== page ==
A life insurance company wishes to examine the relationship between the amount of life insurance held by a family and family income. From a random sample of 20 households, the company collected the data in the file insur.xls. The data are in thousands of dollars.
(a) Estimate a linear relationship between life insurance (Y) and income (X).
(b) Discuss the relationship you estimated in (a). In particular:
i. What is your estimate of the resulting change in the amount of life insurance when income increases by $1000?
ii. What is the standard error of the estimate in (i), and how do you use this standard error for interval estimation and hypothesis testing?
iii. One member of the management board claims that for every $1000 increase in income, the amount of life insurance held will go up by $5000. Choose an alternative hypothesis and explain your choice. Does your estimated relationship support this claim? Use a 5 percent significance level.
(c) Test the hypothesis that as income increases the amount of life insurance increase by the same amount. That is, test the hypothesis that the slope of the relationship is 1.
(d) Predict the amount of life insurance held by a family with an income of $100,000.
You can find the linear relationship (regression) in the Excel file I'm attaching. I ran the Data Analysis toolpack from Excel.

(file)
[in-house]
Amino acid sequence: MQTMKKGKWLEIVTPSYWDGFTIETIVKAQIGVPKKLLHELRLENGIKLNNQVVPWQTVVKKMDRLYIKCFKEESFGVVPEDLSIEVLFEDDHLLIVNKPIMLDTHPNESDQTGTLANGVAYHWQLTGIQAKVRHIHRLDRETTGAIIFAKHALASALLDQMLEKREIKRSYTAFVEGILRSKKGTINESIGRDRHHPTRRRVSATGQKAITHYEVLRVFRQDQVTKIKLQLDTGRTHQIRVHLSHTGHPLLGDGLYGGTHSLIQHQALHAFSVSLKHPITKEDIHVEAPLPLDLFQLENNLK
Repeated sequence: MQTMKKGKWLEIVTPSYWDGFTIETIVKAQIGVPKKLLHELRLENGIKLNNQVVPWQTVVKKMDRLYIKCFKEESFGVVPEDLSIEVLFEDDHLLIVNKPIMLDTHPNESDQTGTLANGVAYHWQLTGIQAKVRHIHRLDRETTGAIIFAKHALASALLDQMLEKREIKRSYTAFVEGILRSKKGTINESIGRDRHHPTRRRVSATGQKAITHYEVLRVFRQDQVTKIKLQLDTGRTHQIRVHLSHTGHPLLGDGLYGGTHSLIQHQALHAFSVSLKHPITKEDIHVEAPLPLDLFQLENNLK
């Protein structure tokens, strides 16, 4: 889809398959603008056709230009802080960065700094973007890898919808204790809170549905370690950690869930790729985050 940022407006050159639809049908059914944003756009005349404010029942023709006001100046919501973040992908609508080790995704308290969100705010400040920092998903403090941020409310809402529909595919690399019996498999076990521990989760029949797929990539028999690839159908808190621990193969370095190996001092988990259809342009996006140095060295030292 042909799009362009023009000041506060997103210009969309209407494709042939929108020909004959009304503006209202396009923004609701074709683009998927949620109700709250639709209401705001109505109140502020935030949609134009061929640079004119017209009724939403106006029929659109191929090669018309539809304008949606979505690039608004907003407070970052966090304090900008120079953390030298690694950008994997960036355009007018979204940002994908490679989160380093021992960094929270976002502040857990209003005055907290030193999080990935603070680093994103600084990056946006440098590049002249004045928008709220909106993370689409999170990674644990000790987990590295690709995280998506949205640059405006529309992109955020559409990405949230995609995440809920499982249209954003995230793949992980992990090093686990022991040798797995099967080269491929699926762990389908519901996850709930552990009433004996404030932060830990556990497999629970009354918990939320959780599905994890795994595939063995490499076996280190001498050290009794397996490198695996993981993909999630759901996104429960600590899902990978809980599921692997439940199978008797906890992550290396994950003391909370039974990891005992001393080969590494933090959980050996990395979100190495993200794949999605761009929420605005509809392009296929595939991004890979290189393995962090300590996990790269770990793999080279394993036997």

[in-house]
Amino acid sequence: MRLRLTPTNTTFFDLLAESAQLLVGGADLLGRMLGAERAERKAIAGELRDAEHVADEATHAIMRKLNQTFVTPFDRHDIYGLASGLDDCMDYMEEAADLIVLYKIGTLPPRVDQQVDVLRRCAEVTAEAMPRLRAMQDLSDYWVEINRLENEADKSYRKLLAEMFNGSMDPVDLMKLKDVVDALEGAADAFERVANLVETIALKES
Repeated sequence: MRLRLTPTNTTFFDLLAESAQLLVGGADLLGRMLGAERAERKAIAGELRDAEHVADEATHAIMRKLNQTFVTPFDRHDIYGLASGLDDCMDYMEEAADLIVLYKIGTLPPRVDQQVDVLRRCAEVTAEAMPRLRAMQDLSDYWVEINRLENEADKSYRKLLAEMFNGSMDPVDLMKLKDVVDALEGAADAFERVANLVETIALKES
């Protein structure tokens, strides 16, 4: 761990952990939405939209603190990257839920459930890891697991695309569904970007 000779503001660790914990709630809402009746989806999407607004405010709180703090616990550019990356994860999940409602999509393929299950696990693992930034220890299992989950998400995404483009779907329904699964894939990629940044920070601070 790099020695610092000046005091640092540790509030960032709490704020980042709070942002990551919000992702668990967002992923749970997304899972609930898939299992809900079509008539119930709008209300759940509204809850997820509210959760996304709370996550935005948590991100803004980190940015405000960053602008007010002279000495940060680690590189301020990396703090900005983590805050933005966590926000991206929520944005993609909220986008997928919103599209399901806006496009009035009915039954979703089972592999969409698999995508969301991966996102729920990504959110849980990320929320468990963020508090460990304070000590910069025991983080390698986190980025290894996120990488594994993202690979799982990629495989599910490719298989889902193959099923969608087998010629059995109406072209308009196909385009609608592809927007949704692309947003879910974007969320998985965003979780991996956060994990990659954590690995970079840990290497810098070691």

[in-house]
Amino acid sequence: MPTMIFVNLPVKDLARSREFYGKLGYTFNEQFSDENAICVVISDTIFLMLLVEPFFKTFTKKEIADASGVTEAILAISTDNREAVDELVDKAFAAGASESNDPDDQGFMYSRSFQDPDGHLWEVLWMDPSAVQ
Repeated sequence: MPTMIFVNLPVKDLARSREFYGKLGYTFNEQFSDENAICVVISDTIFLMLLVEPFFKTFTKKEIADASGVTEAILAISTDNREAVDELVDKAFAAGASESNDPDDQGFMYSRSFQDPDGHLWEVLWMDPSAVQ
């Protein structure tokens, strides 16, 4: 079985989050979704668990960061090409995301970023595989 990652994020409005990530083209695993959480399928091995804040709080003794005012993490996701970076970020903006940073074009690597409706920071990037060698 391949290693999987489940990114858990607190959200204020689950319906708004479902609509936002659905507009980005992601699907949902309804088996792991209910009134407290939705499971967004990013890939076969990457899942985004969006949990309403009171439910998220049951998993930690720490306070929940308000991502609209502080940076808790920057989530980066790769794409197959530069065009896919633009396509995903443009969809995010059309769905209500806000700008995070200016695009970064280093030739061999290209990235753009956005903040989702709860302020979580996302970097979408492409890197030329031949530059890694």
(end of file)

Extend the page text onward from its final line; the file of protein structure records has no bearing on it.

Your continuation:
[The output is in Spanish, but I translated the relevant table -the third one- into English]
The equation that gives this regression is basically:
Insurance = 6.85 + 3.88*Income
[Insurance and Income expressed in thousands]
i) The coefficient associated to income (3.88) shows the change in insurance when income changes by $1. Therefore, for each $1 increase in income, according to this regression, insurance should increase by $3.88. Thus when income rises by $1000, insurance should rise by $3,880.
ii) The standard error of the estimate is part of the output of the regression. In this case, it is 0.1121...
We'll see how to build confidence intervals and perform hypotheses testings in the next questions. However, let's see first a very important fact that we'll use then. Let's call Beta(est) to the estimated coefficient associated to Income, Beta(pop) to the population coefficient (the one we're trying to estimate), SE to the standard error of the estimated coefficient (0.1121... in this case), and n to the sample size (in this case, 20). We have that:
Beta(est) - Beta(pop)
------------------------- follows a T distribution with n-2 degrees of freedom (df)
[obviously, 18 df in this ...
Predict the amount of life insurance.